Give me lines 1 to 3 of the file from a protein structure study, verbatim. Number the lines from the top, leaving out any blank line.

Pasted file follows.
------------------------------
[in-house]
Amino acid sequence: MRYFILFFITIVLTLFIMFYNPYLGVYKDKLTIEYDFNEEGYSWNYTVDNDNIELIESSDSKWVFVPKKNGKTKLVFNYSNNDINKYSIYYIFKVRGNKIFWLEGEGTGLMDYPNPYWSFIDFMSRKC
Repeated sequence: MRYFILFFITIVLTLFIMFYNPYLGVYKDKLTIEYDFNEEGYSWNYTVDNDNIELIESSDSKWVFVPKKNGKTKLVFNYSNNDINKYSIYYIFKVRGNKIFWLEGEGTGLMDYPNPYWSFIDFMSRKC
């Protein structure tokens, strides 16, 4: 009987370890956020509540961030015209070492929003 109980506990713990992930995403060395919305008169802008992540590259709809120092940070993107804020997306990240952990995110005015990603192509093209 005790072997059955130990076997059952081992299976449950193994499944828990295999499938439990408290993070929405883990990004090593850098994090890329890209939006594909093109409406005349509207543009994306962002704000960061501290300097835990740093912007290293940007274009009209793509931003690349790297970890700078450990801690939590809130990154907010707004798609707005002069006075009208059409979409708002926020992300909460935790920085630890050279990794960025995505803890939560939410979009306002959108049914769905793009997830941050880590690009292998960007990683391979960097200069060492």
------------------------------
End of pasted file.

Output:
[in-house]
Amino acid sequence: MRYFILFFITIVLTLFIMFYNPYLGVYKDKLTIEYDFNEEGYSWNYTVDNDNIELIESSDSKWVFVPKKNGKTKLVFNYSNNDINKYSIYYIFKVRGNKIFWLEGEGTGLMDYPNPYWSFIDFMSRKC
Repeated sequence: MRYFILFFITIVLTLFIMFYNPYLGVYKDKLTIEYDFNEEGYSWNYTVDNDNIELIESSDSKWVFVPKKNGKTKLVFNYSNNDINKYSIYYIFKVRGNKIFWLEGEGTGLMDYPNPYWSFIDFMSRKC